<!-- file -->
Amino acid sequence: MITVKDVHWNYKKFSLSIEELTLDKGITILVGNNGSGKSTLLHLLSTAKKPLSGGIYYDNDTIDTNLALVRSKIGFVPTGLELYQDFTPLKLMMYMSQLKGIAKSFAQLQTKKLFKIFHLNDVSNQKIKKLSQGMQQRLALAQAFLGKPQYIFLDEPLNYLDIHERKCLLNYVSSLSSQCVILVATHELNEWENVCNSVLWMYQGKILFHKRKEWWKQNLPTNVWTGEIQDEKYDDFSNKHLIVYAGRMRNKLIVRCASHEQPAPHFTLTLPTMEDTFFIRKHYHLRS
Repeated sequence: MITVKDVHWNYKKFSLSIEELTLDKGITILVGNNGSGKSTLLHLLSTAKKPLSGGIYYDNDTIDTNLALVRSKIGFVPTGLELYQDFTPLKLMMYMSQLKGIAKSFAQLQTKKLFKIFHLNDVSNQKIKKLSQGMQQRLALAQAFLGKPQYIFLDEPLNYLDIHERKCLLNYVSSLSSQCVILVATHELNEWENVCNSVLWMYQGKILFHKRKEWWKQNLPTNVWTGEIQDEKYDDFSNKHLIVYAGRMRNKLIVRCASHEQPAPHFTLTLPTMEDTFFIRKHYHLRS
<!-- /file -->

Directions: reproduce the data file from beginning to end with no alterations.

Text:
Amino acid sequence: MITVKDVHWNYKKFSLSIEELTLDKGITILVGNNGSGKSTLLHLLSTAKKPLSGGIYYDNDTIDTNLALVRSKIGFVPTGLELYQDFTPLKLMMYMSQLKGIAKSFAQLQTKKLFKIFHLNDVSNQKIKKLSQGMQQRLALAQAFLGKPQYIFLDEPLNYLDIHERKCLLNYVSSLSSQCVILVATHELNEWENVCNSVLWMYQGKILFHKRKEWWKQNLPTNVWTGEIQDEKYDDFSNKHLIVYAGRMRNKLIVRCASHEQPAPHFTLTLPTMEDTFFIRKHYHLRS
Repeated sequence: MITVKDVHWNYKKFSLSIEELTLDKGITILVGNNGSGKSTLLHLLSTAKKPLSGGIYYDNDTIDTNLALVRSKIGFVPTGLELYQDFTPLKLMMYMSQLKGIAKSFAQLQTKKLFKIFHLNDVSNQKIKKLSQGMQQRLALAQAFLGKPQYIFLDEPLNYLDIHERKCLLNYVSSLSSQCVILVATHELNEWENVCNSVLWMYQGKILFHKRKEWWKQNLPTNVWTGEIQDEKYDDFSNKHLIVYAGRMRNKLIVRCASHEQPAPHFTLTLPTMEDTFFIRKHYHLRS